AceAlleyne from Jacksonville:
Hey, John, let me create the new intro to your column . . . Ladies and Gentlemen, Jaguars.com is proud to present coming in at a breezy 220 pounds fresh from a morning nap of the sofa in his office the always-disputed, sometimes severely critical, O-Zone writer (while he still has the job). JOHNNY "keep your hands out my Cheetos bag" Oehser!!!!!! (The crowd goes wild, women crying, children jumping up and down, naysayers watch closely . . . crowd falls dead silent as the O-man places his hands to the keyboard . . . (you’re up)
John: I rarely eat Cheetos.
Ed from Ponte Vedra, FL:
If the "experts" say the second pick is as good as the 35th pick, why would any other team trade and give up picks? I'm confused what you answered Steve Day 1.
John: I’m sorry you’re confused. I’ve been pretty clear for a while now it’s going to be tough for the Jaguars to trade down because there isn’t a perceived difference between Nos. 2 and 35. People like to ask about scenarios and I answer, but an overriding theme of this year’s draft is that trading down out of the Top 10 is expected to be difficult.
Nicolas from Jacksonville:
What happens to the players who are drafted by teams but never come to an agreement as far as contracts are concerned? Do the respective teams just slide them to the practice squad or what?
John: This rarely happens. The player could theoretically go back into the draft the following year, but that would be giving up a year of football and earning potential.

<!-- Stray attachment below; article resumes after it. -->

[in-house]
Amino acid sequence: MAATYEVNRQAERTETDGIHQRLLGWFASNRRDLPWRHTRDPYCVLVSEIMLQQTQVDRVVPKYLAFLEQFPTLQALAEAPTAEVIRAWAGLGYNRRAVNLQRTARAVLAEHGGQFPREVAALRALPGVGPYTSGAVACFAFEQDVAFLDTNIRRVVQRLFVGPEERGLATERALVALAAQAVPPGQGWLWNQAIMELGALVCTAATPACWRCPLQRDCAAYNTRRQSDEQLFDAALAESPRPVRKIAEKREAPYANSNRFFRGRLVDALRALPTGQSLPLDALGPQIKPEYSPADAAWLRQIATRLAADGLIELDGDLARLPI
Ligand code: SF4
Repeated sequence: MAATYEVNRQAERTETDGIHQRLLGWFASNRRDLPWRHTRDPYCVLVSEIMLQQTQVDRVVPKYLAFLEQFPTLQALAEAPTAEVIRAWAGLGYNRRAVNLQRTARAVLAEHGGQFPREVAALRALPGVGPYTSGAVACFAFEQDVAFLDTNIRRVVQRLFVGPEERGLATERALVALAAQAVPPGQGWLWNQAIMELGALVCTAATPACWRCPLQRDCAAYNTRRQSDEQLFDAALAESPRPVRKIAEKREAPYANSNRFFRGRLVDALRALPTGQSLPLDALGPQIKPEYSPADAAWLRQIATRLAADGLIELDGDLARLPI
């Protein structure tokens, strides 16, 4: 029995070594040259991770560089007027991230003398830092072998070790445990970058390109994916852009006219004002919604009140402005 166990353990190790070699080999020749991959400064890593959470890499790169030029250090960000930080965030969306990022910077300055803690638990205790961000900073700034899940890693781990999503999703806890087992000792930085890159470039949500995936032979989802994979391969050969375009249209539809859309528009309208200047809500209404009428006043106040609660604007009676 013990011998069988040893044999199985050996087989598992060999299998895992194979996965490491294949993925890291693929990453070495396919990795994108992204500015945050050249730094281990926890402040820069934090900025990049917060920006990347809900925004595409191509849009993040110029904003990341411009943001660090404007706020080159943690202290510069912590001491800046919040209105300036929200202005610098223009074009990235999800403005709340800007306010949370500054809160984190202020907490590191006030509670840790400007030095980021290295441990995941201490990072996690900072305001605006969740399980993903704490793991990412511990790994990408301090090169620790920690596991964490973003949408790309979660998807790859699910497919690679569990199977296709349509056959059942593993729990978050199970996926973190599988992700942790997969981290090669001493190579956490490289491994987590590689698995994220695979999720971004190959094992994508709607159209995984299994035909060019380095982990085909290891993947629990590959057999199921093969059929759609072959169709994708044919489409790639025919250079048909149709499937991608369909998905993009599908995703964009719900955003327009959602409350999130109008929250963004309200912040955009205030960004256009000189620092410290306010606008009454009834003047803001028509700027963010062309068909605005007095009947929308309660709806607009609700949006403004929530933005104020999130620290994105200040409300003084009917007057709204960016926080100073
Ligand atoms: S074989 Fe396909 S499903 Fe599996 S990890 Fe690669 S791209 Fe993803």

Gene from Syracuse, NY:
C’mon man, two years in a row without a Monday night game. Do you think the next page Khan reads in the owner's manual is how to get more primetime games?
John: If it is, it will read, “Win More.”
Dane from Jacksonville:
The more I look into the various draft prospects, the more excited I get knowing we pick at No. 2 and No. 33. It seems quite likely that a highly-rated player will slip to us at No. 33.
John: Yes, it does. David Caldwell has said since mid-February that this is a good year to have the first selection of the second round. One reason is it may be a year that that pick can be used for a trade. That’s because of the number of quarterbacks around that spot. The other reason is if the Jaguars don’t trade, there’s probably going to be a good player there.
Steve from Jacksonville:
No matter how "even" the talent may be from one-to-45 (or so) or how this year may be "down" on talent, there will still be an offensive and defensive rookie of the year. Regardless the circumstance, you should have a hope (or even expectation?) at one of those drafting at No. 2. Just saying.
John: Well, as long as you were “just saying . . .”
Aaron from Arlington, VA:
Can you guys give Blaine a rest? Talk about the coach, the new talent, but if you do talk about the quarterback, make sure that Henne or the prospect gets equal or more discussion. Gabbert's story is played out. He might be one of the all-time greatest offseason quarterbacks, but it won’t mean a thing until Kansas City with a pass rush. I’m all in, but please no more pro-Gabbert stories. Thanks a lot!
John: You’re welcome a lot, and as far as pro-Gabbert stories . . . whatever. The Gabbert story is important because he was a first-round quarterback, and if he can develop it would give the franchise a talented, productive player at the key position. The same is true of Henne, but a player acquired as a free agent is not going to get quite the focus as a player drafted in the Top 10. Now, when there is a new prospect, that player will get attention. It’s likely all three quarterbacks on the roster will get attention as the offseason moves on – probably more than they want. That’s because this story very much isn’t played out yet whether you’re talking about Gabbert or the position in general.
Jim from Orange Park, FL:
The Housemartins. Very cool. So what happened? How and when did you lose your coolness?
John: I became 46.